I dislike Praise Bands. Now, I haven't always disliked praise bands. In fact, there was a time when I wanted very much to be a part of the praise band. I wanted to be up there singing and leading prayer. I really felt that leading a congregation in song was my calling.
Well, it was...but not like that.
I was raised in the 1970's and 80's in a fairly progressive parish. As a child, I attended the 9 AM Mass with the folk group. I loved their music. It was catchy and it stayed with me all week. I would get really excited when I caught the lyrics in a reading or a psalm that was read at Mass. I wanted to sing with them very much. So much so, that I sort of became a "groupie".
As a second and third grader, I'd go to their practices and help them assemble their worship aids. I'd hang around up front right after Mass and hope that they'd ask me to sing with them. Finally, when I was in fourth grade, I got up the courage to ask to join the group. The leader laughed indulgently and he may have even patted me on the head and said, "Well, you're too short to reach the microphone, honey. You can join when you can reach the microphone." Everyone chuckled. I didn't get the joke. I took them seriously.
So, by the time I was 14, I was tall enough and more than skilled enough to join the folk group and I asked again. This time, I was "just too young, honey." In my 14-year-old brain I thought (and I kid you not), "I thought this music was supposed to be for the young people. You people are all my parents’ age!" I wanted to sing at Mass, so I went to the choir practice on Thursday night. Needless to say, the Traditional choir welcomed me with open arms. I never looked back.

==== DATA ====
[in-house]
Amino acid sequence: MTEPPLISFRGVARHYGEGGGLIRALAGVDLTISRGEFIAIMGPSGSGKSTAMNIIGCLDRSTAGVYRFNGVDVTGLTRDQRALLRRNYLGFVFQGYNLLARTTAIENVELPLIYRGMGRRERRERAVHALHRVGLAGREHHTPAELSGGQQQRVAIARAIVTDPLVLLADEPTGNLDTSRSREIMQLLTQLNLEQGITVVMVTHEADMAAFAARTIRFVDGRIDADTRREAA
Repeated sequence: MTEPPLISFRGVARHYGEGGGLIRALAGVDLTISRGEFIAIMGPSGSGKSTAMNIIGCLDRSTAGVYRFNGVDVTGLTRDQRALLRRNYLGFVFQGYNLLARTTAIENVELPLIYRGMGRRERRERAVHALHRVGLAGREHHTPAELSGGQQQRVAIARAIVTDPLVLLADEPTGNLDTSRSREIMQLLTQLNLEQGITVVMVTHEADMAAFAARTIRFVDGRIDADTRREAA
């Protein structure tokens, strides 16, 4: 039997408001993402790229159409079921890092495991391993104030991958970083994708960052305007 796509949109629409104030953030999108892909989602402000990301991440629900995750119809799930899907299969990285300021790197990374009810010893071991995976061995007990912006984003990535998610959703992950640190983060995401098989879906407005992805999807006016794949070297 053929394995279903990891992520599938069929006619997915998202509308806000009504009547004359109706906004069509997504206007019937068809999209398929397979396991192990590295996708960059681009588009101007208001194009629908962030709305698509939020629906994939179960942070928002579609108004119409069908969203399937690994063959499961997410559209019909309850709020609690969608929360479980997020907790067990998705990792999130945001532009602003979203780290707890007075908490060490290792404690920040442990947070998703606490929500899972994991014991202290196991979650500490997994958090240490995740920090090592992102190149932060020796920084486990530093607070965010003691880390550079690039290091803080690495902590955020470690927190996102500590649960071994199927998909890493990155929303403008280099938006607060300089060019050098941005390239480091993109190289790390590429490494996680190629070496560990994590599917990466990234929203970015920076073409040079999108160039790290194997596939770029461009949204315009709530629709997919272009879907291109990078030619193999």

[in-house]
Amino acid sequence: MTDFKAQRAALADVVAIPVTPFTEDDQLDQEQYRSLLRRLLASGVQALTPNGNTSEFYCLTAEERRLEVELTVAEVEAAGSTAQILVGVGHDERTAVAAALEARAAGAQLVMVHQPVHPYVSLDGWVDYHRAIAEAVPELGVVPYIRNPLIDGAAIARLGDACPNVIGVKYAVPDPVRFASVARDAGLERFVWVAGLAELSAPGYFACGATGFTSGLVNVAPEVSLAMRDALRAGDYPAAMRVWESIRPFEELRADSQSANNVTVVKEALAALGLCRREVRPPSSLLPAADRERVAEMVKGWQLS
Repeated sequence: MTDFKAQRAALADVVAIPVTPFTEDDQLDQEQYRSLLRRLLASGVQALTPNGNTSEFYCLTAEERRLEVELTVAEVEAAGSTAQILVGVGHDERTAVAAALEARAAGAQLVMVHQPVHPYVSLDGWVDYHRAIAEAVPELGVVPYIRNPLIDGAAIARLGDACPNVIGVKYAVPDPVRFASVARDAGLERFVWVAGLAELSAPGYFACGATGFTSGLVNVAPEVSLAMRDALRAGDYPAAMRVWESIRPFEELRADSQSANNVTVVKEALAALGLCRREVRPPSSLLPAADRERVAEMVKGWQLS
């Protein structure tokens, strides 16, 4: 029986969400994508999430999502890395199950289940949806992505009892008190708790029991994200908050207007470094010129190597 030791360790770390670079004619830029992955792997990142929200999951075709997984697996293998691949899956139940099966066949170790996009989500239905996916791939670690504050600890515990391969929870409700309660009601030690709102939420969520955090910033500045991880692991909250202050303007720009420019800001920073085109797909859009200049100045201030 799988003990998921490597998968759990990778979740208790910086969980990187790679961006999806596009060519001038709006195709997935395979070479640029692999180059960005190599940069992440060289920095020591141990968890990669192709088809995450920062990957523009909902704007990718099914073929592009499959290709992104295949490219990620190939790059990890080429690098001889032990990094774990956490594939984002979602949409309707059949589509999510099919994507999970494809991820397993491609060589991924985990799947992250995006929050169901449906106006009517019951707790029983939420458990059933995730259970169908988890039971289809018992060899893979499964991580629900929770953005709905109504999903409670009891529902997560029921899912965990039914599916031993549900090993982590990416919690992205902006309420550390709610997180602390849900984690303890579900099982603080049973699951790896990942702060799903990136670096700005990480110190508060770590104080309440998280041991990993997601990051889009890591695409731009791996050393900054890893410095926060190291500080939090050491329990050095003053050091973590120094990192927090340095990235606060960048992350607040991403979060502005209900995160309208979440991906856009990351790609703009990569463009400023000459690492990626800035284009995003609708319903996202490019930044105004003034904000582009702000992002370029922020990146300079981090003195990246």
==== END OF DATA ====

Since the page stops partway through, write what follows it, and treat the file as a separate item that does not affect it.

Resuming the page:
Fast forward 25 years -
My kids became involved in the new youth group at our parish. This parish had great catechesis, great liturgy and beautiful music ranging from chant and polyphony to more modern works - all beautiful and always appropriate to the Liturgy. The new youth minister however, wanted to start a praise band. He wanted something that would "reach the kids" and "get them involved". Some of the kids kind of looked at each other perplexed. Many of them were already involved in the choir and those who weren't kind of bristled at the idea that they were not involved enough. It is interesting to note that when the Youth Minister suggested a Praise Mass the kids rose up as one voice with a resounding, "No!"
So the Praise Band was born and only played at the youth group meetings.
My son is an exceptional singer and a skilled guitarist and wanted to play in the praise band. He hung around and jammed with them. He went to their practices. He helped them set up and kind of functioned as their roadie. He finally asked straight out when he could get a chance to play and he was told, "Well, we kind of have our set up already. Maybe another time, man." Every. Time.
So, at 16, tired of being turned down repeatedly, my son asked to join the choir and was welcomed with open arms.
My problem with a praise band is not just that it violates the ethos of the Mass by drawing attention away from the Eucharist and putting the focus on ourselves, our experience and the music that makes us feel good. It is also exclusionary in the most insidious way. While saying, "We're inclusive. We bring the youth to Mass," praise bands disallow any growth from the box they've put the youth into: Your job, as a youth, is to appreciate my gift to you and don't get in my way while I share that gift.